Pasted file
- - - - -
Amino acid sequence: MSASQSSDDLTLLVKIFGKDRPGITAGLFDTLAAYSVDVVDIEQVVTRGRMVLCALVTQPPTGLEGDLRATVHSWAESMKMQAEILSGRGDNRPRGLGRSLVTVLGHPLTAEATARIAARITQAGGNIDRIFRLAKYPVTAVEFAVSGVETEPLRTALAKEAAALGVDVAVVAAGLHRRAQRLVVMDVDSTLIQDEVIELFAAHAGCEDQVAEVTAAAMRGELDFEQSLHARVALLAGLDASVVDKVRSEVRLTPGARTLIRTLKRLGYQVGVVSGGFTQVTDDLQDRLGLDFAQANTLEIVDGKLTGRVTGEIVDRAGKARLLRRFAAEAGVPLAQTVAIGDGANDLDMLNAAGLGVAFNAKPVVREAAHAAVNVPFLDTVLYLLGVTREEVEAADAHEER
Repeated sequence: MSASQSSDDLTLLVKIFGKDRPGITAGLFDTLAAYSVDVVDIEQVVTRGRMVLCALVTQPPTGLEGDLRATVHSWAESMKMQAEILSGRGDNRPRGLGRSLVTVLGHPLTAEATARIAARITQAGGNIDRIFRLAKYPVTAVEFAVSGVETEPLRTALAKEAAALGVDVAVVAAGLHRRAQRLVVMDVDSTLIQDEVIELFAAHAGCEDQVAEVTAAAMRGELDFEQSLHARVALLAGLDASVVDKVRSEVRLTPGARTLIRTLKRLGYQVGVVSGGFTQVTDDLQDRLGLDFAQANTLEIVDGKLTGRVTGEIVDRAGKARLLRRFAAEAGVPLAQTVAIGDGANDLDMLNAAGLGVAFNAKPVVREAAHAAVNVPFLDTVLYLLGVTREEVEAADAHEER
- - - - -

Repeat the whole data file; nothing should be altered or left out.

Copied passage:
Amino acid sequence: MSASQSSDDLTLLVKIFGKDRPGITAGLFDTLAAYSVDVVDIEQVVTRGRMVLCALVTQPPTGLEGDLRATVHSWAESMKMQAEILSGRGDNRPRGLGRSLVTVLGHPLTAEATARIAARITQAGGNIDRIFRLAKYPVTAVEFAVSGVETEPLRTALAKEAAALGVDVAVVAAGLHRRAQRLVVMDVDSTLIQDEVIELFAAHAGCEDQVAEVTAAAMRGELDFEQSLHARVALLAGLDASVVDKVRSEVRLTPGARTLIRTLKRLGYQVGVVSGGFTQVTDDLQDRLGLDFAQANTLEIVDGKLTGRVTGEIVDRAGKARLLRRFAAEAGVPLAQTVAIGDGANDLDMLNAAGLGVAFNAKPVVREAAHAAVNVPFLDTVLYLLGVTREEVEAADAHEER
Repeated sequence: MSASQSSDDLTLLVKIFGKDRPGITAGLFDTLAAYSVDVVDIEQVVTRGRMVLCALVTQPPTGLEGDLRATVHSWAESMKMQAEILSGRGDNRPRGLGRSLVTVLGHPLTAEATARIAARITQAGGNIDRIFRLAKYPVTAVEFAVSGVETEPLRTALAKEAAALGVDVAVVAAGLHRRAQRLVVMDVDSTLIQDEVIELFAAHAGCEDQVAEVTAAAMRGELDFEQSLHARVALLAGLDASVVDKVRSEVRLTPGARTLIRTLKRLGYQVGVVSGGFTQVTDDLQDRLGLDFAQANTLEIVDGKLTGRVTGEIVDRAGKARLLRRFAAEAGVPLAQTVAIGDGANDLDMLNAAGLGVAFNAKPVVREAAHAAVNVPFLDTVLYLLGVTREEVEAADAHEER